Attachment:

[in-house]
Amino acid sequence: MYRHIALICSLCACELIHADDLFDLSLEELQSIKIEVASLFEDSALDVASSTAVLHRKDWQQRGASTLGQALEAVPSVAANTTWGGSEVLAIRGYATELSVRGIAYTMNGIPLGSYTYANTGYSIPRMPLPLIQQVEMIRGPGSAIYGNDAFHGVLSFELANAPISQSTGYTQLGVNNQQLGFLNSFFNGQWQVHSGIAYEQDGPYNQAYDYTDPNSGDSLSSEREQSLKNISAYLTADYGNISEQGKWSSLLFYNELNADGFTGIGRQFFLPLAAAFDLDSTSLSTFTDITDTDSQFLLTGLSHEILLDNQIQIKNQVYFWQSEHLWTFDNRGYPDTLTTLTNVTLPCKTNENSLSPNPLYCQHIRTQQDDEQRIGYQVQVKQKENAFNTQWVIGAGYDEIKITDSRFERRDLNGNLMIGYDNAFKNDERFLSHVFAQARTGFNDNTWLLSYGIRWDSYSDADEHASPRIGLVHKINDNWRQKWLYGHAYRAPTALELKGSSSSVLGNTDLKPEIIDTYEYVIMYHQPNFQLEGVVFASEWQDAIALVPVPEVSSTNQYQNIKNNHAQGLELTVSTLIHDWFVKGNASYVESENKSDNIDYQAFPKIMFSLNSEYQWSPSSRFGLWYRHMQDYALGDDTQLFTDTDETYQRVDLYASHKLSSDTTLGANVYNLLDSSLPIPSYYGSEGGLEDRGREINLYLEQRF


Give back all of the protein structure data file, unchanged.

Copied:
[in-house]
Amino acid sequence: MYRHIALICSLCACELIHADDLFDLSLEELQSIKIEVASLFEDSALDVASSTAVLHRKDWQQRGASTLGQALEAVPSVAANTTWGGSEVLAIRGYATELSVRGIAYTMNGIPLGSYTYANTGYSIPRMPLPLIQQVEMIRGPGSAIYGNDAFHGVLSFELANAPISQSTGYTQLGVNNQQLGFLNSFFNGQWQVHSGIAYEQDGPYNQAYDYTDPNSGDSLSSEREQSLKNISAYLTADYGNISEQGKWSSLLFYNELNADGFTGIGRQFFLPLAAAFDLDSTSLSTFTDITDTDSQFLLTGLSHEILLDNQIQIKNQVYFWQSEHLWTFDNRGYPDTLTTLTNVTLPCKTNENSLSPNPLYCQHIRTQQDDEQRIGYQVQVKQKENAFNTQWVIGAGYDEIKITDSRFERRDLNGNLMIGYDNAFKNDERFLSHVFAQARTGFNDNTWLLSYGIRWDSYSDADEHASPRIGLVHKINDNWRQKWLYGHAYRAPTALELKGSSSSVLGNTDLKPEIIDTYEYVIMYHQPNFQLEGVVFASEWQDAIALVPVPEVSSTNQYQNIKNNHAQGLELTVSTLIHDWFVKGNASYVESENKSDNIDYQAFPKIMFSLNSEYQWSPSSRFGLWYRHMQDYALGDDTQLFTDTDETYQRVDLYASHKLSSDTTLGANVYNLLDSSLPIPSYYGSEGGLEDRGREINLYLEQRF